Scholarship and assistant to the SANS dean for recruitment, retention and experiential training. “(Being a land-grant scholar) has helped me receive internship opportunities and scholarships to help pay for my education,” said Jordan Frazier, an agribusiness management major from Springdale, Maryland. “Now, when I graduate from UMES I’ll have a full-time job working with the USDA.”

I chose UMES because they believe in my potential and are providing me the resources I need to succeed. - FATIMAH BELGRAVE

The program is funded through the U.S. Department of Agriculture’s National Institute of Food and Agriculture

to support educational opportunities for students interested in these targeted career fields. May 2023 graduate Juliaana Fitts landed a job as a soil conservationist with the USDA’s Natural Resources Conservation Service in Binghamton, New York. Her bachelor’s degree in agriculture with a concentration in plant and soil science, along with an internship with the agency, made her an ideal candidate for the position.

UMES Extension's mini-orchards address food insecurity

“I was blessed to be in the land-grant scholarship program, affording me innumerable opportunities,” Fitts said. “The scholarship allowed me to complete my studies at UMES, where I was able to learn from and work with amazing faculty who sparked my love for agriculture. Not only was the agricultural community on campus supportive, it also allowed me to network with likeminded students in its Minorities in Agriculture, Natural Resources and Related Sciences chapter” Her advice to fellow undergraduates: “Agriculture is the way to go!” Awards are renewable for up to four years for incoming freshmen, and transfer or current undergraduate students given the recipient maintains a 2.8 GPA and fulfills the program requirements. Scholarships provide up to $15,000 per year in-state or $25,000 for out-ofstate, based on the student’s financial need.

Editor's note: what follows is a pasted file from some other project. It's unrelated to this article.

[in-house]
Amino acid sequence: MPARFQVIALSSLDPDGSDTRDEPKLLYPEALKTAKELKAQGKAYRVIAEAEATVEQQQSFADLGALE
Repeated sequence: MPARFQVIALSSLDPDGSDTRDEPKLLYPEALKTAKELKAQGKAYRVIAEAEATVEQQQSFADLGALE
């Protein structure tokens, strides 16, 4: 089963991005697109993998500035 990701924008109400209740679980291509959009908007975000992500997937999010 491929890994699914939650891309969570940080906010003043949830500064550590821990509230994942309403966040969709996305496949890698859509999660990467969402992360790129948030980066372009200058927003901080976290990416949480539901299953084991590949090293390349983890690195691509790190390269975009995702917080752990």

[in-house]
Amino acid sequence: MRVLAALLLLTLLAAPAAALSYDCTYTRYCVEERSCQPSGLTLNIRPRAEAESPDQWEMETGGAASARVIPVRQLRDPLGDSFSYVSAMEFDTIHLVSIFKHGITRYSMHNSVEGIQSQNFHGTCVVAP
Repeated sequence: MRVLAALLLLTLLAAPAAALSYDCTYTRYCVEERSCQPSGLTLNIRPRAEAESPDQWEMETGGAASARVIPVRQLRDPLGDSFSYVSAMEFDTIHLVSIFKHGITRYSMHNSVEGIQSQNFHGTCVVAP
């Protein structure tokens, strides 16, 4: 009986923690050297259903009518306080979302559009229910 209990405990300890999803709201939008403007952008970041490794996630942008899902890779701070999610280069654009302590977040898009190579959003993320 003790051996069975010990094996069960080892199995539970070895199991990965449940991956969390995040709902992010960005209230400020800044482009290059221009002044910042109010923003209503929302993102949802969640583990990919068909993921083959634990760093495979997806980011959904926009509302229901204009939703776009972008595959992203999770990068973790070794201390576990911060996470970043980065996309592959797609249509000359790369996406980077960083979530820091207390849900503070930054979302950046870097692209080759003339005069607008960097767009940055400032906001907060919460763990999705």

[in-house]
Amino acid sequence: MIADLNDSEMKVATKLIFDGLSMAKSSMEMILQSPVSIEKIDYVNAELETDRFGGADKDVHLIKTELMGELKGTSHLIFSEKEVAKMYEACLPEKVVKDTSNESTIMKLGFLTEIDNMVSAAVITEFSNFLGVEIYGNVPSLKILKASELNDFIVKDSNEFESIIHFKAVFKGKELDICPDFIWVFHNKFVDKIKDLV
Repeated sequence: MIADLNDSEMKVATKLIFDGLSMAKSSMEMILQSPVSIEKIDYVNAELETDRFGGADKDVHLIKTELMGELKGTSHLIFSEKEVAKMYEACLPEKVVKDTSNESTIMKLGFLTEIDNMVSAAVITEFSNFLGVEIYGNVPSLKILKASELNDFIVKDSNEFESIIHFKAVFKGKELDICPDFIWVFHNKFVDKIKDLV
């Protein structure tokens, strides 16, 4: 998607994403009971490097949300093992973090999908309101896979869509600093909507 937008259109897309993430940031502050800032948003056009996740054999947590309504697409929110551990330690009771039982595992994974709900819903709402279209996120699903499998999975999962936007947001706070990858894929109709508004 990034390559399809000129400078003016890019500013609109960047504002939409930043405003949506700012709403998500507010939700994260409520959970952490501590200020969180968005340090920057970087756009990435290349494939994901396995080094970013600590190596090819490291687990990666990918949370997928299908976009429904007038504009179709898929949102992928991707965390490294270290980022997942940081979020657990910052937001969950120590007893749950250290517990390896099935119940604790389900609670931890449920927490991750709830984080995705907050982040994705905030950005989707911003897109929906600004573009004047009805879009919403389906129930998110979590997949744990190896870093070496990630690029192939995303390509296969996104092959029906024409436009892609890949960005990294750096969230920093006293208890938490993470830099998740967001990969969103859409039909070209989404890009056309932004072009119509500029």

The scholarship allowed me to complete my studies at UMES, where I was able to learn from and work with amazing faculty who sparked my love for agriculture. - JULIAANA FITTS


UMES Extension’s Nutrition and Health Program has been recognized for its impact in the high food insecurity community that it serves. The program’s leader Dr. Virginie Zoumenou, and her team of extension specialists, along with university and community partners, established mini-orchards on the lower Eastern Shore of Maryland. The program was honored with the Nutrition Education Program Impact Award from the Society of Nutrition Education and Behavior and the Excellence in Creative Solutions for Food and Nutrition Security Award for the United States regional network by the NEEdPro Global Institute, both awarded in July 2023. The award-winning work is based on a Robert Wood Johnson Foundation-funded Well Connected Communities-Healthy Street Healthy Me initiative, a 10-year community engagement project launched in 2017. “The idea is to provide outreach activities and support for community members to learn about backyard fruit cultivation and sustainability while addressing food insecurity,” Zoumenou said. “The project has proven that in a small area, a substantial amount of fresh, local fruit can be produced.”


UMES Ingenuity Magazine University of Maryland Eastern Shore School of Agricultural and Natural Sciences Richard F. Hazel Hall, Room 3055 Princess Anne, Maryland 21853